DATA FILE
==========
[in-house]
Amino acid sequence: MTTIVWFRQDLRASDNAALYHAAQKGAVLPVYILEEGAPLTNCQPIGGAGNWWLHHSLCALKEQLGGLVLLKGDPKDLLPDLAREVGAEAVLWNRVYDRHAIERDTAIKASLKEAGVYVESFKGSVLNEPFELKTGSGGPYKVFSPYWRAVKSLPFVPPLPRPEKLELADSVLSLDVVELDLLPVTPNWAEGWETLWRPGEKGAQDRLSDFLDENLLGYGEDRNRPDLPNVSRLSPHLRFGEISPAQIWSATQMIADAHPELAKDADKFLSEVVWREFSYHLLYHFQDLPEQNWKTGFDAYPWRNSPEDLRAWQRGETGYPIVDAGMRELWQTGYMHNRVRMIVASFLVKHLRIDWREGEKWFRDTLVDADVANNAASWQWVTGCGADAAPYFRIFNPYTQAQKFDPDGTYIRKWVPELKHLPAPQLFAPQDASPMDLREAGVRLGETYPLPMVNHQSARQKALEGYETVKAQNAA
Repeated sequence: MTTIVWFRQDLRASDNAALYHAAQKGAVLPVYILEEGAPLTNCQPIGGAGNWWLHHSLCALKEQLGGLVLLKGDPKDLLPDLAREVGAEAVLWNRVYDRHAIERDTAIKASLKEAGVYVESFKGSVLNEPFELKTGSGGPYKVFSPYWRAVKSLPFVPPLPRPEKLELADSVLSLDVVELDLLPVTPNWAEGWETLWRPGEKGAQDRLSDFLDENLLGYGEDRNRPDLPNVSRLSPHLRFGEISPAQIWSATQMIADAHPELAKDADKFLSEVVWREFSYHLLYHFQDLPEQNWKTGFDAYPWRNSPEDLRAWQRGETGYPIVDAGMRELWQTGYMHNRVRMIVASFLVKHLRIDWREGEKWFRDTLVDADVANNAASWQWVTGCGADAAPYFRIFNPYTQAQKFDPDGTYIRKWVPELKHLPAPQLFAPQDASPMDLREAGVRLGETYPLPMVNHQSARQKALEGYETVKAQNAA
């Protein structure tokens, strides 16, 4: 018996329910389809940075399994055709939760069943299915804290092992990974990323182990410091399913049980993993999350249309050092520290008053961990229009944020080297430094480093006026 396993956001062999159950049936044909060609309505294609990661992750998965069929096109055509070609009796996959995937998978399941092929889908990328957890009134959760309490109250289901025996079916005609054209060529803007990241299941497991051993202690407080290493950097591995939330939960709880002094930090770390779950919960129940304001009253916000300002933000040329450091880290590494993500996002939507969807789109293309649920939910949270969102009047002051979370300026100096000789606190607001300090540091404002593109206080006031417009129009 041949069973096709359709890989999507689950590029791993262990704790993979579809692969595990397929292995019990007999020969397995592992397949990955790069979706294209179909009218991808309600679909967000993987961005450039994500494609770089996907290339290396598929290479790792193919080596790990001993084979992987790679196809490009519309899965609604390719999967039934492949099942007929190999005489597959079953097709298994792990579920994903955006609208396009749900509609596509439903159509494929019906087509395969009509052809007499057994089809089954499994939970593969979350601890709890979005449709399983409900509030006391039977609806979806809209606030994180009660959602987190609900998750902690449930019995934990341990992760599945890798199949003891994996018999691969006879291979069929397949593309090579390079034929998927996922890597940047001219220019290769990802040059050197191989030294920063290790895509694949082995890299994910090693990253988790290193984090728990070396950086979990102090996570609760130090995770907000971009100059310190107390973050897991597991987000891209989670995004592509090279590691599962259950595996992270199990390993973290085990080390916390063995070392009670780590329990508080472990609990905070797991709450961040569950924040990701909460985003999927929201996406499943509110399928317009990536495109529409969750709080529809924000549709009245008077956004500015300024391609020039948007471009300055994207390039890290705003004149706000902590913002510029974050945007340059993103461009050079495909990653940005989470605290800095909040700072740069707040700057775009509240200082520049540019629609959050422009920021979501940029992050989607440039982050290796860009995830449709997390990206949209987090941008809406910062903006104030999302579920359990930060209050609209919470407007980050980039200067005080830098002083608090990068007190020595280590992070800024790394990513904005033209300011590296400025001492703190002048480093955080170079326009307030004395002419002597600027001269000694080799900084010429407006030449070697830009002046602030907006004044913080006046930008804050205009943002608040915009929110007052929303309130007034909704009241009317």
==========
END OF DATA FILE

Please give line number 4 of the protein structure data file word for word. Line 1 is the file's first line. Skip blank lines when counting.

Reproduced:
């Protein structure tokens, strides 16, 4: 018996329910389809940075399994055709939760069943299915804290092992990974990323182990410091399913049980993993999350249309050092520290008053961990229009944020080297430094480093006026 396993956001062999159950049936044909060609309505294609990661992750998965069929096109055509070609009796996959995937998978399941092929889908990328957890009134959760309490109250289901025996079916005609054209060529803007990241299941497991051993202690407080290493950097591995939330939960709880002094930090770390779950919960129940304001009253916000300002933000040329450091880290590494993500996002939507969807789109293309649920939910949270969102009047002051979370300026100096000789606190607001300090540091404002593109206080006031417009129009 041949069973096709359709890989999507689950590029791993262990704790993979579809692969595990397929292995019990007999020969397995592992397949990955790069979706294209179909009218991808309600679909967000993987961005450039994500494609770089996907290339290396598929290479790792193919080596790990001993084979992987790679196809490009519309899965609604390719999967039934492949099942007929190999005489597959079953097709298994792990579920994903955006609208396009749900509609596509439903159509494929019906087509395969009509052809007499057994089809089954499994939970593969979350601890709890979005449709399983409900509030006391039977609806979806809209606030994180009660959602987190609900998750902690449930019995934990341990992760599945890798199949003891994996018999691969006879291979069929397949593309090579390079034929998927996922890597940047001219220019290769990802040059050197191989030294920063290790895509694949082995890299994910090693990253988790290193984090728990070396950086979990102090996570609760130090995770907000971009100059310190107390973050897991597991987000891209989670995004592509090279590691599962259950595996992270199990390993973290085990080390916390063995070392009670780590329990508080472990609990905070797991709450961040569950924040990701909460985003999927929201996406499943509110399928317009990536495109529409969750709080529809924000549709009245008077956004500015300024391609020039948007471009300055994207390039890290705003004149706000902590913002510029974050945007340059993103461009050079495909990653940005989470605290800095909040700072740069707040700057775009509240200082520049540019629609959050422009920021979501940029992050989607440039982050290796860009995830449709997390990206949209987090941008809406910062903006104030999302579920359990930060209050609209919470407007980050980039200067005080830098002083608090990068007190020595280590992070800024790394990513904005033209300011590296400025001492703190002048480093955080170079326009307030004395002419002597600027001269000694080799900084010429407006030449070697830009002046602030907006004044913080006046930008804050205009943002608040915009929110007052929303309130007034909704009241009317």